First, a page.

The Debtors' discharge should not be denied pursuant to § 727(a)(3) of the Bankruptcy Code.

B. Count II — § 727(a)(6)

Section 727(a)(6) provides:

11 USC § 727. Discharge

(a) The court shall grant the debtor a discharge, unless —

. . .

(6) the debtor has refused, in the case —

(A) to obey any lawful order of the court, other than an order to respond to a material question or to testify.

11 U.S.C. § 727(a)(6) (Emphasis supplied). "Mere `failure' to obey a court order is insufficient under Section 727(a)(6)(A). (Citation omitted.) The plain language of the statute requires that the debtor refuse to obey a court order." In re Costantini, 201 B.R. 312, 316 (Bankr.M.D.Fla. 1996) (Emphasis in original). Consequently, the "[d]enial of a discharge for refusal to obey a court order must be a result of `wilful, intentional disobedience or dereliction' and not merely inadvertence or mistake." In re Costantini, 201 B.R. at 315-16 (quoting In re Jones, 490 F.2d 452, 456 (5th Cir. 1974)).

In this case, the Plaintiff contends that the Debtors refused to obey the Order Granting Motion to Compel Turnover of Documents entered on March 1, 2004. As set forth above, the Order directed the Debtors to furnish specified documents to the Trustee.

Steven S. Oscher used the Order as the starting point for his analysis of the documents produced by the Debtors. He acknowledged, for example, that the Debtors had provided documents and records that were responsive to the Order, and identified those documents as including their 1999 and 2000 income tax returns with supporting materials, bank statements and checks for part of the year preceding the filing, certain bank statements and checks relating to the Debtors' business account, and a sublease agreement for the Debtors' business premises. (Plaintiff's Exhibit 29).

Oscher also identified specific documents that had not been produced in response to the Order. The "missing" documents consisted of the Debtors' 2001 and 2002 tax returns, the remainder of the bank statements for the year preceding the bankruptcy filing, credit card statements for the year preceding the bankruptcy filing, and documentation regarding ABC Rental and Sales.

The Debtors' 2001 and 2002 tax returns were produced to the Trustee and the Plaintiff after Oscher had completed his Affidavit, even though the supporting materials were not provided. (Debtors' Exhibit 12, Transcript, pp. 37-38).

The Debtor testified that there were no charges on his credit cards in the year immediately preceding the bankruptcy petition, and that he had attempted to obtain additional bank statements from Peninsula Bank, Bank of America, and Crown Bank, without success. (Transcript, pp. 107, 130).

With respect to ABC Rental and Sales, the Debtor testified that he was never an owner of the corporation, and was never in possession of the corporate records. (Transcript, pp. 117-18).

Under these circumstances, the Court finds that the Debtors did not "refuse" to obey the Order Granting Motion to Compel Turnover of Documents within the meaning of § 727(a)(6) of the Bankruptcy Code. Although the Debtors may not have fully complied with the Order, their non-compliance does not amount to the "willful disobedience or dereliction" contemplated by the statute, and does not warrant denial of their discharge.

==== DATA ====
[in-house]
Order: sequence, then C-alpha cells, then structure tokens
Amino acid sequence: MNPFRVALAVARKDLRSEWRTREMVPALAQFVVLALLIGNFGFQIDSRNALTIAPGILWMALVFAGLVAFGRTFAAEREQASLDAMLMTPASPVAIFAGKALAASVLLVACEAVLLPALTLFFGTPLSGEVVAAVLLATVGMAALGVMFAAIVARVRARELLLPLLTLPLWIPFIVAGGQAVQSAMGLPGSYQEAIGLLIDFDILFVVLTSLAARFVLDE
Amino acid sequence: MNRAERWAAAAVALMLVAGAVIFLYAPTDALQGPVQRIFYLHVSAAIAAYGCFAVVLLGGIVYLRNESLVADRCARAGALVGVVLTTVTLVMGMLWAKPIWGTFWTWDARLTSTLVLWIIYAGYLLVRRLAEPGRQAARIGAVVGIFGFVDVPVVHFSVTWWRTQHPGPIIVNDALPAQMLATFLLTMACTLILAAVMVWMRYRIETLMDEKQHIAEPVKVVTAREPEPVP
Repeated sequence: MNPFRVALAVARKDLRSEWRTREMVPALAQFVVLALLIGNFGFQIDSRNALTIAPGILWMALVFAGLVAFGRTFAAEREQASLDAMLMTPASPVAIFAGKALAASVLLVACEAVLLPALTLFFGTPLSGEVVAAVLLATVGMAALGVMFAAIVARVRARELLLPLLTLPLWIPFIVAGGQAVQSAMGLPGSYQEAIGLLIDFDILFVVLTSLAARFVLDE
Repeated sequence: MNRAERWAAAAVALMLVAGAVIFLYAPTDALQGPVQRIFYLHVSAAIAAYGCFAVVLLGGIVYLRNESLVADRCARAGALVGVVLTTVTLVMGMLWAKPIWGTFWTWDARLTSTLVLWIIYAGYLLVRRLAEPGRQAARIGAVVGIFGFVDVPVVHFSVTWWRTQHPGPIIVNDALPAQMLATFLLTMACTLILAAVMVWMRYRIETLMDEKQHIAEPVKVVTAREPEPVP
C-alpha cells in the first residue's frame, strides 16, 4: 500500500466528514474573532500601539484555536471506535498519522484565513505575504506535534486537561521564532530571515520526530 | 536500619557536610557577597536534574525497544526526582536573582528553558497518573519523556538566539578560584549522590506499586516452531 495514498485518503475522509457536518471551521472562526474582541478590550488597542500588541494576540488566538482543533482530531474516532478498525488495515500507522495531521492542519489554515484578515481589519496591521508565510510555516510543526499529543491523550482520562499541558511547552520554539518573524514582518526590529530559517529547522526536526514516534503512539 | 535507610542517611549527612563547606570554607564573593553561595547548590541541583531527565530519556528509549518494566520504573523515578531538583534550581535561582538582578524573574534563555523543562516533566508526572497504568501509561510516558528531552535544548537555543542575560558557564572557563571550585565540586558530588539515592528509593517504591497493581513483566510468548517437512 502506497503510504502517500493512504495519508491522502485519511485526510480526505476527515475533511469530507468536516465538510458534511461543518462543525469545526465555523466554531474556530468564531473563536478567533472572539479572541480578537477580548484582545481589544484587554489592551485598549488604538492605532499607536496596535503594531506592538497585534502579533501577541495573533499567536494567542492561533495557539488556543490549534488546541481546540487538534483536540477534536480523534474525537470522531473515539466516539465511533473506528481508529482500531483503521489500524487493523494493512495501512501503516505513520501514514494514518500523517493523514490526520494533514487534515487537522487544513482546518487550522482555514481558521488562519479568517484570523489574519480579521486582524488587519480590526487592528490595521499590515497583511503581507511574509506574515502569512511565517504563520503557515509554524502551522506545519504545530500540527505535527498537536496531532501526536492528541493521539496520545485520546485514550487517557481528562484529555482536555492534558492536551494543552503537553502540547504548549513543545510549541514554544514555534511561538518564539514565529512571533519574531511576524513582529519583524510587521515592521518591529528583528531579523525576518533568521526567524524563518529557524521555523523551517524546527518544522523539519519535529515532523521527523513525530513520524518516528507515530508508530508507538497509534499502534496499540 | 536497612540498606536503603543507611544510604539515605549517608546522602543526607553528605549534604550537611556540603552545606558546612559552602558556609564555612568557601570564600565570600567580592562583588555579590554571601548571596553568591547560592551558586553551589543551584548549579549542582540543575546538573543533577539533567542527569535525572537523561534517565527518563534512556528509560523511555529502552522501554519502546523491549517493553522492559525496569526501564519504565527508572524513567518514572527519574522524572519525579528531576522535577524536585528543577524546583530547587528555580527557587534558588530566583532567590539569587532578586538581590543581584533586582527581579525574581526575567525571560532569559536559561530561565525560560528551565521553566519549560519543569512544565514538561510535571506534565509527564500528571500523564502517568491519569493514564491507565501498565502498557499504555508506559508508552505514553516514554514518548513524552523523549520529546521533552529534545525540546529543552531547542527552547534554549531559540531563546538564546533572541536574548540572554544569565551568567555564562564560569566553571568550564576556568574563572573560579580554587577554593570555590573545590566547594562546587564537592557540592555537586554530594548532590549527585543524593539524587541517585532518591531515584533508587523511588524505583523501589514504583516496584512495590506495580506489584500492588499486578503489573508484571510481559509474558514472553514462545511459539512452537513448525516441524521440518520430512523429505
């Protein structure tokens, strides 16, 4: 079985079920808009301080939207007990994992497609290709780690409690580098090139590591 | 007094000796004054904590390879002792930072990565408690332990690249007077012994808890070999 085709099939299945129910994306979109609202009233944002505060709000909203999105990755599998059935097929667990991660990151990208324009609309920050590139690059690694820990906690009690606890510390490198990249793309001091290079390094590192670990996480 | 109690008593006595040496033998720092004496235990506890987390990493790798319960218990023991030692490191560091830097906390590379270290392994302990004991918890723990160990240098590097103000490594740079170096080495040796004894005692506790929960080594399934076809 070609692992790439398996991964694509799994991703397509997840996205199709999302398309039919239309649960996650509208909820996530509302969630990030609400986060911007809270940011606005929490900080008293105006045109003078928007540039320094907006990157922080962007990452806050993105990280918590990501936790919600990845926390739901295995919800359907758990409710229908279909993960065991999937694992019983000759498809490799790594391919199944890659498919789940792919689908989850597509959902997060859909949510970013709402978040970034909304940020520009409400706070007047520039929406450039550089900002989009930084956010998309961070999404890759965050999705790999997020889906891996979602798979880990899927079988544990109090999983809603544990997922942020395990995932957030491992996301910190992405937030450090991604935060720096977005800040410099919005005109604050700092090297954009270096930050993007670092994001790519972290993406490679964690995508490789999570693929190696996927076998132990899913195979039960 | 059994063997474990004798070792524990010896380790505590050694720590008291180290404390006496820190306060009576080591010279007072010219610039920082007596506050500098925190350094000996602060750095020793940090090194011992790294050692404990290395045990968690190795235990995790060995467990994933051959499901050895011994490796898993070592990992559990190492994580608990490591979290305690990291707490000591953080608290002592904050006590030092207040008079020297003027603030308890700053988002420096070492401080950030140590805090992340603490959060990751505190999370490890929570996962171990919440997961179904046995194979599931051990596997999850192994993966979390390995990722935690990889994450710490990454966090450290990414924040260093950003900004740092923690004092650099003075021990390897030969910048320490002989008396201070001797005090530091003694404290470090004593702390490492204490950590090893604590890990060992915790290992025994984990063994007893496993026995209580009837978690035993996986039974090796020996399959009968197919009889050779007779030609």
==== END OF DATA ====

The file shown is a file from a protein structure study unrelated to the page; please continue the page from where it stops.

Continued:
C. Count III — § 727(a)(5)

Section 727(a)(5) provides:

11 USC § 727. Discharge

(a) The court shall grant the debtor a discharge, unless —

. . .

(5) the debtor has failed to explain satisfactorily, before determination of denial of discharge under this paragraph, any loss of assets or deficiency of assets to meet the debtor's liabilities.

11 U.S.C. § 727(a)(5). "There are two stages of proof under § 727(a)(5). (Citation omitted). First, the party objecting to discharge has the burden of proving that the debtor at one time owned substantial and identifiable assets that are no longer available for his creditors. (Citation omitted). Second, if the party objecting to the discharge meets his burden, then the debtor is obligated to provide a satisfactory explanation of the loss." In re Mantra, 314 B.R. 723, 730 (Bankr.N.D.Ill. 2004).

In this case, the Plaintiff alleges that the Debtors "failed to explain satisfactorily a loss of assets" in two respects.

First, the Plaintiff asserts that the Debtors failed to account for the proceeds of "several pieces of real property" that were transferred prepetition.

It is clear from the record that the Debtors had acquired and disposed of various properties in the years leading up to their bankruptcy petition. The evidence reveals, however, that the Debtors received net proceeds from only one such transfer. Specifically, the Debtors sold the "Placida Road" property in April of 2002, and received net proceeds from the sale in the amount of $3,100.00. (Plaintiff's Exhibit 22, Transcript, p. 112).